Synovial Sarcoma of Peripheral Nerves: Analysis of 15 Cases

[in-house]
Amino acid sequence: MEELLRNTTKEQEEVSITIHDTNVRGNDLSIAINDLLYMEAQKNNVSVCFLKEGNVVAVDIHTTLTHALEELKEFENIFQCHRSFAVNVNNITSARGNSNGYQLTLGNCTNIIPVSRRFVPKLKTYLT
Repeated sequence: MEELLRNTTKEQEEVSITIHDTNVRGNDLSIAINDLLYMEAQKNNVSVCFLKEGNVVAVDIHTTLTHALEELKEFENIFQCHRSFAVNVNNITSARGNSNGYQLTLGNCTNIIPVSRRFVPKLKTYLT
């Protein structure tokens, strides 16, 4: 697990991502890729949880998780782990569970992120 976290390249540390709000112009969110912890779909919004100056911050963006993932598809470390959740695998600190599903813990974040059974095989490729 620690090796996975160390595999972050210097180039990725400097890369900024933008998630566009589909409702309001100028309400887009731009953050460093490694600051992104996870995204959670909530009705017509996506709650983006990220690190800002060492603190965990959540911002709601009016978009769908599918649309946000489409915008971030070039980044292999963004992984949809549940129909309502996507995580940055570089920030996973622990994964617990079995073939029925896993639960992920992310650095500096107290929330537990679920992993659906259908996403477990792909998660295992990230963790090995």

Synovial sarcoma of peripheral nerve (SSPN) is rare with only 26 cases reported in English. SSPN is often mistaken for a benign or malignant peripheral nerve sheath tumor (PNST) by clinicians and pathologists. Fifteen cases of SSPN were retrieved from the pathology files of 3 institutions. All tumors arose in a nerve based on imaging and/or operative findings and the diagnoses were histologically confirmed. Neuropathic symptoms predominated in 11 women and 4 men, 19- to 62-year-old (median, 39 years) with tumors involving the ulnar (5), median (3), peroneal (3) or sciatic (2) nerve, or the L4 or T1 nerve root (2). Tumor sizes ranged from 2 to 13 cm (median, 3.8 cm). The leading clinical diagnosis was PNST (9). Treatment was surgical (14) supplemented with radiation therapy (8) and chemotherapy (6). Fourteen tumors were monophasic and 1 was biphasic; 4 had poorly differentiated (PD) foci (1 rhabdoid). Diagnoses in 12 cases were verified by fluorescence in situ hybridization, reverse transcription polymerase chain reaction or both methods. Follow-up in 14 patients (median, 32 mo) revealed that 2/4 patients with PD tumors died with pulmonary metastases; another was alive with no current evidence of disease (NED) following 2 local recurrences, while the fourth had NED. In contrast, 9/10 patients without PD tumors were alive (7 NED) and 1 died at 12 months with pulmonary infiltrates. SSPN is under-recognized clinically and histologically as it mimics benign and malignant PNST. Molecular analysis is recommended to confirm the diagnosis. PD foci, including rhabdoid areas, may portend a worse outcome, similar to non-neural–based tumors.